CCWU urges civil society to sit down with political parties
July 9, 2002
The Clerical and Commercial Workers Union (CCWU) says the time had come for all who make up civil society to sit with political organizations and talk about the needs of the country and how these could be met, bearing in mind the global economic scenario.
The union’s General Secretary, Grantley Culbard, in a press release yesterday asserted that "it makes no sense for certain organizations and individuals to continue to say that they intend to make the country ungovernable.
"To continue along that path is to say that you do not accept the will of the people who by democratic means elected a government."
The CCWU also condemned the assault on the presidential complex in Georgetown last Wednesday by dozens of anti-government protesters and the wanton destruction of businesses in the commercial sector, when two stores on Regent Street were burnt to the ground in an orgy of arson and looting.
Declaring that the CCWU was joining with other organizations and individuals who have spoken out on what the union termed the "lawlessness" on July 3, the release observed that "the recklessness exhibited by some misguided citizens" had led to the loss of two lives.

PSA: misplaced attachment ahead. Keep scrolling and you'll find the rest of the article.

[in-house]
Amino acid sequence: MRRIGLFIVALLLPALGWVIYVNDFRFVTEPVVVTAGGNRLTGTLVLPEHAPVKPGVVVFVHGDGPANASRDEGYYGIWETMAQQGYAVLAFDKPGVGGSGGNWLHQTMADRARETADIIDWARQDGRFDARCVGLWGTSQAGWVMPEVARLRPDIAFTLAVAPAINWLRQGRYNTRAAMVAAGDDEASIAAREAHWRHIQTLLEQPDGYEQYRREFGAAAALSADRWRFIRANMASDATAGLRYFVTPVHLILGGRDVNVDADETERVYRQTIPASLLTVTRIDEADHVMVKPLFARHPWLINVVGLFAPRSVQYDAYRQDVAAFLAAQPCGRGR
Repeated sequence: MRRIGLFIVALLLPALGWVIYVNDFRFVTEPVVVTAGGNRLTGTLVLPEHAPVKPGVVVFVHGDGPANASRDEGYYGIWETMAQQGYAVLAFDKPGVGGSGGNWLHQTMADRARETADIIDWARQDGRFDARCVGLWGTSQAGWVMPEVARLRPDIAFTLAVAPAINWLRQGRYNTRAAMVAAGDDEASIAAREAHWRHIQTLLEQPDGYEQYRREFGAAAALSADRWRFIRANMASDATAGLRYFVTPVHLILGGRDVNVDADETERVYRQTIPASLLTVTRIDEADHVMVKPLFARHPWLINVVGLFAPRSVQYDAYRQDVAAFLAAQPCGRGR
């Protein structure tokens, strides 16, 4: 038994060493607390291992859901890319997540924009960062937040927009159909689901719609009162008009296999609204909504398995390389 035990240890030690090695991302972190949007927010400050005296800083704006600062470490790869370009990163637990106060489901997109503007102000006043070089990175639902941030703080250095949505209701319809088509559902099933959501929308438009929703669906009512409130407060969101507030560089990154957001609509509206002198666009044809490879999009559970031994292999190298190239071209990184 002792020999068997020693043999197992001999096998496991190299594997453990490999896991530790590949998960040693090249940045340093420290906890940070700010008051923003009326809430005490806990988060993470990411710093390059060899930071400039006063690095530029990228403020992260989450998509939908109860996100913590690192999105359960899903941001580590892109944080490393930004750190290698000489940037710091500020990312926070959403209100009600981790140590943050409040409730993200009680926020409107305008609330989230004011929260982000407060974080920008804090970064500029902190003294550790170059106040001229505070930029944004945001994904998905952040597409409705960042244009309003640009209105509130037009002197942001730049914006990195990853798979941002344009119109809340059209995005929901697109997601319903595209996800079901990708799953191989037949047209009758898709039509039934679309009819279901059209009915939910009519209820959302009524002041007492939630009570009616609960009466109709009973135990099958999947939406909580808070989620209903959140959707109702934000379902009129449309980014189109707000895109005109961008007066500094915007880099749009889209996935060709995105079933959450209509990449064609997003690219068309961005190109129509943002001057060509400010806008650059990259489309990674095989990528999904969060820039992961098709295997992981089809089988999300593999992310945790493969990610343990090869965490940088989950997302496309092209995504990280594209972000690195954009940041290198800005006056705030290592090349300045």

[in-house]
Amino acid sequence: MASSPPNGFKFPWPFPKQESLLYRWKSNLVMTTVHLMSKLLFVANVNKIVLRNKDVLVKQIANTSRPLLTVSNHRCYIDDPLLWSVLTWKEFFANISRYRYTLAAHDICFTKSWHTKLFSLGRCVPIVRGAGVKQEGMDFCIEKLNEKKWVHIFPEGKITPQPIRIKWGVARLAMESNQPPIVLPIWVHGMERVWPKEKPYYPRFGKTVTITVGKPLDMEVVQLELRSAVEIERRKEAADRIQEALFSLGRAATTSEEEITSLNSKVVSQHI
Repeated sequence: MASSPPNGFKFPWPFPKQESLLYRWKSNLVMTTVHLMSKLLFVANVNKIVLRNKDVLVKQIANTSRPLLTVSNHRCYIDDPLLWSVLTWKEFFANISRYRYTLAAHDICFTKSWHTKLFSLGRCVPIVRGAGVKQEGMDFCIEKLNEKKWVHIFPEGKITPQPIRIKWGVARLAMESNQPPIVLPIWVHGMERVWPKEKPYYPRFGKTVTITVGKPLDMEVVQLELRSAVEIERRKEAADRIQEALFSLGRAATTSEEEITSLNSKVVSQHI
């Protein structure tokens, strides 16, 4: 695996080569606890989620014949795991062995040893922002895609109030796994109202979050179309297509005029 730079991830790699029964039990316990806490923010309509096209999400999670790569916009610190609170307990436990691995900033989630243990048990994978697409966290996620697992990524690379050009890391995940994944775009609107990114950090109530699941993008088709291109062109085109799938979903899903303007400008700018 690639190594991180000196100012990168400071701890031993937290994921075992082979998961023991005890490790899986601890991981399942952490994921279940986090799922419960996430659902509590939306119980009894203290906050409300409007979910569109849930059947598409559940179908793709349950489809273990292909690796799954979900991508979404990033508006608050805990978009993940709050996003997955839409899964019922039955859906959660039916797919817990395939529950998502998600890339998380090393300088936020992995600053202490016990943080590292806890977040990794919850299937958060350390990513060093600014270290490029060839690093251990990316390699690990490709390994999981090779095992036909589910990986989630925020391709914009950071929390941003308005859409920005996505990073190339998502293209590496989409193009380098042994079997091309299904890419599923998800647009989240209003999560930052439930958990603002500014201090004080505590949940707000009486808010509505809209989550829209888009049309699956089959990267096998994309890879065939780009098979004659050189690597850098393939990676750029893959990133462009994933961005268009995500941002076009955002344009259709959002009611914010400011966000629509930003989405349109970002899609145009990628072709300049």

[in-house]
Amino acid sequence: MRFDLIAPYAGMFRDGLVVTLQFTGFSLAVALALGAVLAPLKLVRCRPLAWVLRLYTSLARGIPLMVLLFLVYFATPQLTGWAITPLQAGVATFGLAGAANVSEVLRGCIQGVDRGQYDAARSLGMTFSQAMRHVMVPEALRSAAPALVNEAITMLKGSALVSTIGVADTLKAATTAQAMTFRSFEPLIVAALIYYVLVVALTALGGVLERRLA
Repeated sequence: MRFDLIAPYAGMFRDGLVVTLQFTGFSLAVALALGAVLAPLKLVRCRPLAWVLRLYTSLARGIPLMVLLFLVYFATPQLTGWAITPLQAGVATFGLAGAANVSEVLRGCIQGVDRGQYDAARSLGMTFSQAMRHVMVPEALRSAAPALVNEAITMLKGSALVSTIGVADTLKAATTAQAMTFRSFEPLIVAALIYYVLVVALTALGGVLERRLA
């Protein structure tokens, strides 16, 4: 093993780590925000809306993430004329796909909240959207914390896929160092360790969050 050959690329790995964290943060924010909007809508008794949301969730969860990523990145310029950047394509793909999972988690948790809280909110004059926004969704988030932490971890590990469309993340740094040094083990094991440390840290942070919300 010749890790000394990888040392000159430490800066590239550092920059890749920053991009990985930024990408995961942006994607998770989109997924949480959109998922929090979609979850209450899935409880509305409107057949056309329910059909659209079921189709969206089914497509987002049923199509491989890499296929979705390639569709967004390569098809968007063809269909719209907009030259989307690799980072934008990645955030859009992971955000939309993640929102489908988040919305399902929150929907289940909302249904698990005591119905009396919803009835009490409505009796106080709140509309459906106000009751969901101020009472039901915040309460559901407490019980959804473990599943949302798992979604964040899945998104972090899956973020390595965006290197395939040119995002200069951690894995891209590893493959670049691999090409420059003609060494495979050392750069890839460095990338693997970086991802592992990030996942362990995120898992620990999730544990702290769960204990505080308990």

Culbard said his union could not remain silent while witnessing the destruction of the commercial sector in which the union operates mainly, adding that it shared the concerns recently expressed by the Private Sector Commission.
While acknowledging the right of people to protest if they felt wronged in some way, the general secretary said that such protest should be done within the framework of the law.
The release noted that the police had refused permission for a march to take place that day, but the leaders of the protesters disregarded the caution and warnings by the police and proceeded as planned. "They therefore must bear the full consequences for the sordid events that followed."
And Culbard said his union "is appalled that some individuals and political organizations, although condemning the invasion and destruction of property in the presidential secretariat, are at the same time trying to justify such destruction."
Referring to the storming of the Office of the President when two protesters were fatally shot, Culbard opined that the situation could have been much worse had those guards not exercised great restraint. "We believe that it was that kind of restraint that emboldened the protesters to enter the premises and destroy valuable equipment...," the release said.
The general secretary urged that all Guyanese should let good sense prevail and do what was just and right to move the country forward. "Let ‘justice and righteousness’ be our buzzwords as we seek to grapple with our problems. Do not destroy the land that we all have to live in. The international community is not going to assist us if we continue to self-destruct," Culbard cautioned.